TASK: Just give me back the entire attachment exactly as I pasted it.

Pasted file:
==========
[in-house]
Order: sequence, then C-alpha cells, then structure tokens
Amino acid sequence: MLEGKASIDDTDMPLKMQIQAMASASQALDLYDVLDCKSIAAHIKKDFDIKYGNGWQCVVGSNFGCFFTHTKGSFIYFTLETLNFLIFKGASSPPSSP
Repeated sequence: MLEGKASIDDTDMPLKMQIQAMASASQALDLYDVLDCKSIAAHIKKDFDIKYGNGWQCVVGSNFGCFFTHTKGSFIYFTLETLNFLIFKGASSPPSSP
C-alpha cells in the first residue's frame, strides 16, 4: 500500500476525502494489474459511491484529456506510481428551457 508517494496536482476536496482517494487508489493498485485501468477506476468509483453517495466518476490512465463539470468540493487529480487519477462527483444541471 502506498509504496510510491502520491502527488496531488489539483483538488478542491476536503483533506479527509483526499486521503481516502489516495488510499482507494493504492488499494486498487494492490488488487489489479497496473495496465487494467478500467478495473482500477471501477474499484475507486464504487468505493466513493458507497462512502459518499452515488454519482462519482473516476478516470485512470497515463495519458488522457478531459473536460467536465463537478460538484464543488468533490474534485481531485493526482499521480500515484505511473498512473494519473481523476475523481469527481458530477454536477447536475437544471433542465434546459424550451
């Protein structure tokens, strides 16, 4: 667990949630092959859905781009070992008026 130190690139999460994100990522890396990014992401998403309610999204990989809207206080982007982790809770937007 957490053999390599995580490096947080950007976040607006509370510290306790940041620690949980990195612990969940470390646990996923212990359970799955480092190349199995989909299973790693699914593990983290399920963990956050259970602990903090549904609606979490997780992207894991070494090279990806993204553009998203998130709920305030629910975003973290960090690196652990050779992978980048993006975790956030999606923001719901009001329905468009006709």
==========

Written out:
[in-house]
Order: sequence, then C-alpha cells, then structure tokens
Amino acid sequence: MLEGKASIDDTDMPLKMQIQAMASASQALDLYDVLDCKSIAAHIKKDFDIKYGNGWQCVVGSNFGCFFTHTKGSFIYFTLETLNFLIFKGASSPPSSP
Repeated sequence: MLEGKASIDDTDMPLKMQIQAMASASQALDLYDVLDCKSIAAHIKKDFDIKYGNGWQCVVGSNFGCFFTHTKGSFIYFTLETLNFLIFKGASSPPSSP
C-alpha cells in the first residue's frame, strides 16, 4: 500500500476525502494489474459511491484529456506510481428551457 508517494496536482476536496482517494487508489493498485485501468477506476468509483453517495466518476490512465463539470468540493487529480487519477462527483444541471 502506498509504496510510491502520491502527488496531488489539483483538488478542491476536503483533506479527509483526499486521503481516502489516495488510499482507494493504492488499494486498487494492490488488487489489479497496473495496465487494467478500467478495473482500477471501477474499484475507486464504487468505493466513493458507497462512502459518499452515488454519482462519482473516476478516470485512470497515463495519458488522457478531459473536460467536465463537478460538484464543488468533490474534485481531485493526482499521480500515484505511473498512473494519473481523476475523481469527481458530477454536477447536475437544471433542465434546459424550451
């Protein structure tokens, strides 16, 4: 667990949630092959859905781009070992008026 130190690139999460994100990522890396990014992401998403309610999204990989809207206080982007982790809770937007 957490053999390599995580490096947080950007976040607006509370510290306790940041620690949980990195612990969940470390646990996923212990359970799955480092190349199995989909299973790693699914593990983290399920963990956050259970602990903090549904609606979490997780992207894991070494090279990806993204553009998203998130709920305030629910975003973290960090690196652990050779992978980048993006975790956030999606923001719901009001329905468009006709």